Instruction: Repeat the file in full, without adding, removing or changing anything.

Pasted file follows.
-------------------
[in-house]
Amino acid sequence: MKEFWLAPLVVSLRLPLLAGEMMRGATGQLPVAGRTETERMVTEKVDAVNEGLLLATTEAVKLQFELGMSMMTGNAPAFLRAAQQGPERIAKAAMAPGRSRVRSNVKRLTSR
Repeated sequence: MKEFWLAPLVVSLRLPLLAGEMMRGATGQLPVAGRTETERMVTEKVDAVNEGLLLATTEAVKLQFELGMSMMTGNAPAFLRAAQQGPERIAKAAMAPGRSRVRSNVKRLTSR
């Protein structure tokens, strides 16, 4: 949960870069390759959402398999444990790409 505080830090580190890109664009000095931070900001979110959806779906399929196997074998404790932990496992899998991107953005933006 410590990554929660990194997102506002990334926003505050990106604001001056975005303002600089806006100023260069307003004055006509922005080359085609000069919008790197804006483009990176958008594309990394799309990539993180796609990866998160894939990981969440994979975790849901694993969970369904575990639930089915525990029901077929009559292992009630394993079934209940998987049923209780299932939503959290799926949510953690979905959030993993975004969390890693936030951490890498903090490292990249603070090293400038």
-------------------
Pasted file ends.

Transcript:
[in-house]
Amino acid sequence: MKEFWLAPLVVSLRLPLLAGEMMRGATGQLPVAGRTETERMVTEKVDAVNEGLLLATTEAVKLQFELGMSMMTGNAPAFLRAAQQGPERIAKAAMAPGRSRVRSNVKRLTSR
Repeated sequence: MKEFWLAPLVVSLRLPLLAGEMMRGATGQLPVAGRTETERMVTEKVDAVNEGLLLATTEAVKLQFELGMSMMTGNAPAFLRAAQQGPERIAKAAMAPGRSRVRSNVKRLTSR
């Protein structure tokens, strides 16, 4: 949960870069390759959402398999444990790409 505080830090580190890109664009000095931070900001979110959806779906399929196997074998404790932990496992899998991107953005933006 410590990554929660990194997102506002990334926003505050990106604001001056975005303002600089806006100023260069307003004055006509922005080359085609000069919008790197804006483009990176958008594309990394799309990539993180796609990866998160894939990981969440994979975790849901694993969970369904575990639930089915525990029901077929009559292992009630394993079934209940998987049923209780299932939503959290799926949510953690979905959030993993975004969390890693936030951490890498903090490292990249603070090293400038």